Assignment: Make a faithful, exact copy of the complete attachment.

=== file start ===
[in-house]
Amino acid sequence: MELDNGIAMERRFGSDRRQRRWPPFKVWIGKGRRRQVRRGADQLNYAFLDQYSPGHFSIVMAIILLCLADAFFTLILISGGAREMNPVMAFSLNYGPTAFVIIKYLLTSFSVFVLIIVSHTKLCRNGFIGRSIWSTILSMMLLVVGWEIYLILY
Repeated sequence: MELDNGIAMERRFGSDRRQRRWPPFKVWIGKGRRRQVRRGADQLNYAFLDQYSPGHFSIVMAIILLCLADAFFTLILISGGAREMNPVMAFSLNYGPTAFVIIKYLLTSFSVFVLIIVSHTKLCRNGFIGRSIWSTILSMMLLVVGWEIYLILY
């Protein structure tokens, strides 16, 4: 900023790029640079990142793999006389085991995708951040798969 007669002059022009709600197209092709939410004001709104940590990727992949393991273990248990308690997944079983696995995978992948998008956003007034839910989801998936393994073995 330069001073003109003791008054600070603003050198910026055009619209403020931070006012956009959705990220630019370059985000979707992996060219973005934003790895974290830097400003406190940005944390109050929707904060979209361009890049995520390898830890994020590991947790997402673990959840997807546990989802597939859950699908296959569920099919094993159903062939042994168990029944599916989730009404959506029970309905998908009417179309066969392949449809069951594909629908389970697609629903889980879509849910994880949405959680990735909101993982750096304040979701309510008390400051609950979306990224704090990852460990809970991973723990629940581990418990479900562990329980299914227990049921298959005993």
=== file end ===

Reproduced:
[in-house]
Amino acid sequence: MELDNGIAMERRFGSDRRQRRWPPFKVWIGKGRRRQVRRGADQLNYAFLDQYSPGHFSIVMAIILLCLADAFFTLILISGGAREMNPVMAFSLNYGPTAFVIIKYLLTSFSVFVLIIVSHTKLCRNGFIGRSIWSTILSMMLLVVGWEIYLILY
Repeated sequence: MELDNGIAMERRFGSDRRQRRWPPFKVWIGKGRRRQVRRGADQLNYAFLDQYSPGHFSIVMAIILLCLADAFFTLILISGGAREMNPVMAFSLNYGPTAFVIIKYLLTSFSVFVLIIVSHTKLCRNGFIGRSIWSTILSMMLLVVGWEIYLILY
């Protein structure tokens, strides 16, 4: 900023790029640079990142793999006389085991995708951040798969 007669002059022009709600197209092709939410004001709104940590990727992949393991273990248990308690997944079983696995995978992948998008956003007034839910989801998936393994073995 330069001073003109003791008054600070603003050198910026055009619209403020931070006012956009959705990220630019370059985000979707992996060219973005934003790895974290830097400003406190940005944390109050929707904060979209361009890049995520390898830890994020590991947790997402673990959840997807546990989802597939859950699908296959569920099919094993159903062939042994168990029944599916989730009404959506029970309905998908009417179309066969392949449809069951594909629908389970697609629903889980879509849910994880949405959680990735909101993982750096304040979701309510008390400051609950979306990224704090990852460990809970991973723990629940581990418990479900562990329980299914227990049921298959005993």